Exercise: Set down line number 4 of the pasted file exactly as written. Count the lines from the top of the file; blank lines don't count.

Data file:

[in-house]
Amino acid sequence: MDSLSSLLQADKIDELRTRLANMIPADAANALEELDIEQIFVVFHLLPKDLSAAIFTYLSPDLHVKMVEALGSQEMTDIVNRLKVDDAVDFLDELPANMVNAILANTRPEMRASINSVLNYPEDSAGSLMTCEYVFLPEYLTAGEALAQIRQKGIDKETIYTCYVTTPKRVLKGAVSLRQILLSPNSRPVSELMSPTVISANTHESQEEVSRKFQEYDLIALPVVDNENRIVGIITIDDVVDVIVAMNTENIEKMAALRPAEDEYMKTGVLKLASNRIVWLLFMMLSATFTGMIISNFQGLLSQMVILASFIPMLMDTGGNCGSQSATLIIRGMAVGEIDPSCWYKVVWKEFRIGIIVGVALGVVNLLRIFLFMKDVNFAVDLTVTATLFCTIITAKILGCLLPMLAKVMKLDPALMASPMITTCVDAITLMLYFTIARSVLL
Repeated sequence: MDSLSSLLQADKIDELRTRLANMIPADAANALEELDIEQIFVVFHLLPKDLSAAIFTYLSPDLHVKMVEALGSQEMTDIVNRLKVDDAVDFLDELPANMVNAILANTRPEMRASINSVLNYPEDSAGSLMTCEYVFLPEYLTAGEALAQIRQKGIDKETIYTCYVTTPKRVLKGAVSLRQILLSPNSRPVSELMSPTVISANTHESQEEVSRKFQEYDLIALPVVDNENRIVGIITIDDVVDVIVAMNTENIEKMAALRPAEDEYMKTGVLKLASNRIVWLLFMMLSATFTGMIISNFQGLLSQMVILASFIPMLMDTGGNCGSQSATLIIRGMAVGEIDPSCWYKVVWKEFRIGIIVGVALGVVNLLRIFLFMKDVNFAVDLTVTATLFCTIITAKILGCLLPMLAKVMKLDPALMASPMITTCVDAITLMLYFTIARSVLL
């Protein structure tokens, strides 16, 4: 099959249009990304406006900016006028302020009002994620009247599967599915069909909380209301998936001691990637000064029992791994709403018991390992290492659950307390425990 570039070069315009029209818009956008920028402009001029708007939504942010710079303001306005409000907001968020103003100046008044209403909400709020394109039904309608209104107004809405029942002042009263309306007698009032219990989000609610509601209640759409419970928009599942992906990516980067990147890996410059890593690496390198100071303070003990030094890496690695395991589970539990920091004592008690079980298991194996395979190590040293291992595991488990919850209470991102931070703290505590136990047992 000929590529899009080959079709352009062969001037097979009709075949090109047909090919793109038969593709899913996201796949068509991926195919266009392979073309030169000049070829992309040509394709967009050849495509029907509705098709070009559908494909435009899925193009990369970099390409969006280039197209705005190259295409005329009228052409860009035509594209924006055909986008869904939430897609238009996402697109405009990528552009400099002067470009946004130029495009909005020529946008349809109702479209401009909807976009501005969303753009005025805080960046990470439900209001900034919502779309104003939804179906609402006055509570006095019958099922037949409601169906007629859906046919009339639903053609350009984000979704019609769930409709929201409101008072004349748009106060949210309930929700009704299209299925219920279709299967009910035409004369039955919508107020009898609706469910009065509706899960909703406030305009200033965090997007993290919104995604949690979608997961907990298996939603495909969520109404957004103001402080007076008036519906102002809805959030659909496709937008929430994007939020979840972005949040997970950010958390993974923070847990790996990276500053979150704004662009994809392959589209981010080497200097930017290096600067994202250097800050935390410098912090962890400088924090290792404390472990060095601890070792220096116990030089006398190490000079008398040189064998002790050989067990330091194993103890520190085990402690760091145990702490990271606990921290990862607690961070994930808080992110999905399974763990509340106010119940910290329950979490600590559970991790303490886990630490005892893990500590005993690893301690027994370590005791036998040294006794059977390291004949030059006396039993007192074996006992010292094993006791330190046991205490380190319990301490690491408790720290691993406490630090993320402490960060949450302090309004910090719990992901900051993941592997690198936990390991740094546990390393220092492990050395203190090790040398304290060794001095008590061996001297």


């Protein structure tokens, strides 16, 4: 099959249009990304406006900016006028302020009002994620009247599967599915069909909380209301998936001691990637000064029992791994709403018991390992290492659950307390425990 570039070069315009029209818009956008920028402009001029708007939504942010710079303001306005409000907001968020103003100046008044209403909400709020394109039904309608209104107004809405029942002042009263309306007698009032219990989000609610509601209640759409419970928009599942992906990516980067990147890996410059890593690496390198100071303070003990030094890496690695395991589970539990920091004592008690079980298991194996395979190590040293291992595991488990919850209470991102931070703290505590136990047992 000929590529899009080959079709352009062969001037097979009709075949090109047909090919793109038969593709899913996201796949068509991926195919266009392979073309030169000049070829992309040509394709967009050849495509029907509705098709070009559908494909435009899925193009990369970099390409969006280039197209705005190259295409005329009228052409860009035509594209924006055909986008869904939430897609238009996402697109405009990528552009400099002067470009946004130029495009909005020529946008349809109702479209401009909807976009501005969303753009005025805080960046990470439900209001900034919502779309104003939804179906609402006055509570006095019958099922037949409601169906007629859906046919009339639903053609350009984000979704019609769930409709929201409101008072004349748009106060949210309930929700009704299209299925219920279709299967009910035409004369039955919508107020009898609706469910009065509706899960909703406030305009200033965090997007993290919104995604949690979608997961907990298996939603495909969520109404957004103001402080007076008036519906102002809805959030659909496709937008929430994007939020979840972005949040997970950010958390993974923070847990790996990276500053979150704004662009994809392959589209981010080497200097930017290096600067994202250097800050935390410098912090962890400088924090290792404390472990060095601890070792220096116990030089006398190490000079008398040189064998002790050989067990330091194993103890520190085990402690760091145990702490990271606990921290990862607690961070994930808080992110999905399974763990509340106010119940910290329950979490600590559970991790303490886990630490005892893990500590005993690893301690027994370590005791036998040294006794059977390291004949030059006396039993007192074996006992010292094993006791330190046991205490380190319990301490690491408790720290691993406490630090993320402490960060949450302090309004910090719990992901900051993941592997690198936990390991740094546990390393220092492990050395203190090790040398304290060794001095008590061996001297």